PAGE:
New WP Glossary Site Translates WordPress Techspeak into Plain English

Anders Norén has launched a new website called WP Glossary that contains definitions for terms that people encounter when using WordPress. The resource was born out of a need to provide documentation for client projects.

“The last time I updated the glossary for a new client documentation, in the middle of May this year, it hit me that there must be a website for this,” Norén said. “A list of WordPress definitions written not for WordPress developers, but for those who manage WordPress websites either as part of their work or in their spare time.”

Norén said he found resources written for developers but nothing satisfactory for regular WordPress users. Inspired to fill this gap, he bought a domain name and built the site over the next couple weeks. WP Glossary contains definitions for nearly a hundred WordPress-specific and industry-related terms, with more than 25,000 total words.

image credit: Anders Norén

Norén, who has recently jumped into client work with a new agency, is better known for his popular minimalist themes on His 17 themes have a cumulative rating of 4.97 out of 5 stars and more than 2.1 million downloads. He designed the WP Glossary site, wrote all the definitions, and credits Thord Hedengren for feedback on the design and editorial assistance.

Each glossary term includes a plain English definition and common use cases with a bit of WordPress history sprinkled in. The terms also link to related documentation and some also have related links. The Default Themes term is the longest article on the site with 1,744 words. Each term has a “Send Corrections” link that visitors can use if they see a term that could be improved.

WP Glossary was enthusiastically received when Norén announced it on Twitter. Many commented that the site will be useful for meetups with members who are new to WordPress and need a quick way to look up some of the jargon they encounter.

Norén’s glossary project overlaps with a glossary the WordPress Marketing team published earlier this year. WP Glossary is more in-depth and contains less techspeak than the marketing team’s copy. It is also targeted at people who use WordPress as part of their job or as a hobby.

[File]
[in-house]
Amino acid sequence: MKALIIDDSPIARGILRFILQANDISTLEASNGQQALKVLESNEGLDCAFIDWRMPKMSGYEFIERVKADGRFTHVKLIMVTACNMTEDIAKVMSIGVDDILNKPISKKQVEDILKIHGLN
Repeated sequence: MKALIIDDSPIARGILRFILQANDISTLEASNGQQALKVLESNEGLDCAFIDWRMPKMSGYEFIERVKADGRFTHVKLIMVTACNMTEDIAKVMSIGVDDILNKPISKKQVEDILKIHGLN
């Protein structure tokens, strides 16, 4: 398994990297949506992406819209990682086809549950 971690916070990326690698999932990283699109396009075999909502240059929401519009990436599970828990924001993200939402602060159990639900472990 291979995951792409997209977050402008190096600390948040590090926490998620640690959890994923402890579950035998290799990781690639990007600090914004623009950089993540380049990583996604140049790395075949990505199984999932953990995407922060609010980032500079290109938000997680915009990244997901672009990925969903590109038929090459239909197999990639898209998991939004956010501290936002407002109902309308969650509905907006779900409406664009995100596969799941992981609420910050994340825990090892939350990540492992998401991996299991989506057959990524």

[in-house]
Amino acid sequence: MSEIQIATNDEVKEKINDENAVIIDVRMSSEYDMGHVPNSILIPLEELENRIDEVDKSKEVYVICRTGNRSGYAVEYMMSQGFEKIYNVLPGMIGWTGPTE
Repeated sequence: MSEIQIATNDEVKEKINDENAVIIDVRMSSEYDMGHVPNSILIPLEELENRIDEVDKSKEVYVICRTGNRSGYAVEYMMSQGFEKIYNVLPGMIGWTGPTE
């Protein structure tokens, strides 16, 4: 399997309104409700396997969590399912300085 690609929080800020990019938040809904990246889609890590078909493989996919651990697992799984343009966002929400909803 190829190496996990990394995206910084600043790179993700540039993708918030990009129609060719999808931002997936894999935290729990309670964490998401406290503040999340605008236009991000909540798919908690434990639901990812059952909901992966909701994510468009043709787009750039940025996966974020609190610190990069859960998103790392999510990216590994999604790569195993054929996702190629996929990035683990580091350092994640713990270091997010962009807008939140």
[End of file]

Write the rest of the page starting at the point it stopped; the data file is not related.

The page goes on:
The sheer volume of terms on this site reveals how much insider language one encounters while managing a WordPress site. If you’re working in the WordPress world every day, it’s easy to forget how unfamiliar these terms are to new users. WP Glossary is released under the Creative Commons Attribution 4.0 International license (CC BY 4.0) so freelancers and agencies that want to duplicate, modify, and share the material have permission to do so with attribution.


9 responses to “New WP Glossary Site Translates WordPress Techspeak into Plain English”

  1. Thanks for the nice article, Sarah! The site is very much a work in progress, so any feedback and suggestions from the WP Tavern readers is much appreciated. :)

    • Great initiative, thanks for this!
      I would suggest you add a contact form for people wanting to suggest new words in there. It seems that slug is missing at this point.

      Also, if possible, it would nice to be able to return back at the position of the word you were looking at its definition when clicking on “show all”, instead of reaching the top of the page again. For instance, if you click on “widget” and want to get back to the list, you’ll end up at top of page, while “widget” was at bottom.

      • Thanks, I’m glad you like it! Yes, a word suggestion box is at the top of the feature list right now. Good catch on slug as well – that definitively needs to be in there.

        There is a solution in there for returning the visitor to the vertical scroll position he/she was at when viewing the list, but there seems to be a problem with the page transitions right now. Looking into it.

      • a word suggestion box is at the top of the feature list right now

        Where’s that? This is how the top looks like here.
        I only see the search box up there.

  2. Very helpful for noobs just starting out and senile old codgers like me who know stuff, but just can’t remember what everyone else calls it. :-)

    Great idea Anders and all credit to you for putting in the effort.

    But what I do find strange is that you chose to create it on a lightweight starter theme only, without using a Wiki plugin.

    I should have thought this was ideal Wiki subject matter.

    • Thanks, I’m glad you like it!

      Building it with an existing Wiki plugin probably would’ve been a lot faster, but doing it from scratch is a lot more fun. :)

      • Great work. This looks very nice.

        I’m looking for a similar functionality for a dictionary website + Glossary website.

        Any WP plugins/theme you know of?


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